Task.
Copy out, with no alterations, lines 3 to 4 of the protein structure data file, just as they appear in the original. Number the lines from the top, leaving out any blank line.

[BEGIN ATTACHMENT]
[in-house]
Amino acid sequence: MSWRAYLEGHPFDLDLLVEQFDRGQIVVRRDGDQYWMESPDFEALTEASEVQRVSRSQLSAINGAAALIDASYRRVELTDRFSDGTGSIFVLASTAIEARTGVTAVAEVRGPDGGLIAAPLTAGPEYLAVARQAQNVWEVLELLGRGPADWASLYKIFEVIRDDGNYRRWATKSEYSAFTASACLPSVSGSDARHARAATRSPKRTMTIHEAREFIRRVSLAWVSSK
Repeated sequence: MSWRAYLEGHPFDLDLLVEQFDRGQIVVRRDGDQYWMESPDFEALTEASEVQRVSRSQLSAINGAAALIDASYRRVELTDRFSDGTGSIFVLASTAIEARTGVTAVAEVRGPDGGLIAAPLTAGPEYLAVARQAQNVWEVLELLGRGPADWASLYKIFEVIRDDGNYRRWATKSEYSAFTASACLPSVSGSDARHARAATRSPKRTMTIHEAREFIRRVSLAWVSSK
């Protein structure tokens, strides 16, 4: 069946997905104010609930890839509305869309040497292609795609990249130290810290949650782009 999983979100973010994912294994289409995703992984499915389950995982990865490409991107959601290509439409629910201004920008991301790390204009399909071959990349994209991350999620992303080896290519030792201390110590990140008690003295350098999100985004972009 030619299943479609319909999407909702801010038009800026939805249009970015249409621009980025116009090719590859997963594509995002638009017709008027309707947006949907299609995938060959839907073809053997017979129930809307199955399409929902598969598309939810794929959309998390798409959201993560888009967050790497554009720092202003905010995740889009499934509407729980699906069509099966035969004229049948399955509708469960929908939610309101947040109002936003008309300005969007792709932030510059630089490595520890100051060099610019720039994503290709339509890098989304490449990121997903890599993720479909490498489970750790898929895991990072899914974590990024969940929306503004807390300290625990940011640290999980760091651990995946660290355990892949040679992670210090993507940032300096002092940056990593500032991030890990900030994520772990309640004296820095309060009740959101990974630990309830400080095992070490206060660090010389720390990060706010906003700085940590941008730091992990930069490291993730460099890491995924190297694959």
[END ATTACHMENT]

Repeated sequence: MSWRAYLEGHPFDLDLLVEQFDRGQIVVRRDGDQYWMESPDFEALTEASEVQRVSRSQLSAINGAAALIDASYRRVELTDRFSDGTGSIFVLASTAIEARTGVTAVAEVRGPDGGLIAAPLTAGPEYLAVARQAQNVWEVLELLGRGPADWASLYKIFEVIRDDGNYRRWATKSEYSAFTASACLPSVSGSDARHARAATRSPKRTMTIHEAREFIRRVSLAWVSSK
């Protein structure tokens, strides 16, 4: 069946997905104010609930890839509305869309040497292609795609990249130290810290949650782009 999983979100973010994912294994289409995703992984499915389950995982990865490409991107959601290509439409629910201004920008991301790390204009399909071959990349994209991350999620992303080896290519030792201390110590990140008690003295350098999100985004972009 030619299943479609319909999407909702801010038009800026939805249009970015249409621009980025116009090719590859997963594509995002638009017709008027309707947006949907299609995938060959839907073809053997017979129930809307199955399409929902598969598309939810794929959309998390798409959201993560888009967050790497554009720092202003905010995740889009499934509407729980699906069509099966035969004229049948399955509708469960929908939610309101947040109002936003008309300005969007792709932030510059630089490595520890100051060099610019720039994503290709339509890098989304490449990121997903890599993720479909490498489970750790898929895991990072899914974590990024969940929306503004807390300290625990940011640290999980760091651990995946660290355990892949040679992670210090993507940032300096002092940056990593500032991030890990900030994520772990309640004296820095309060009740959101990974630990309830400080095992070490206060660090010389720390990060706010906003700085940590941008730091992990930069490291993730460099890491995924190297694959």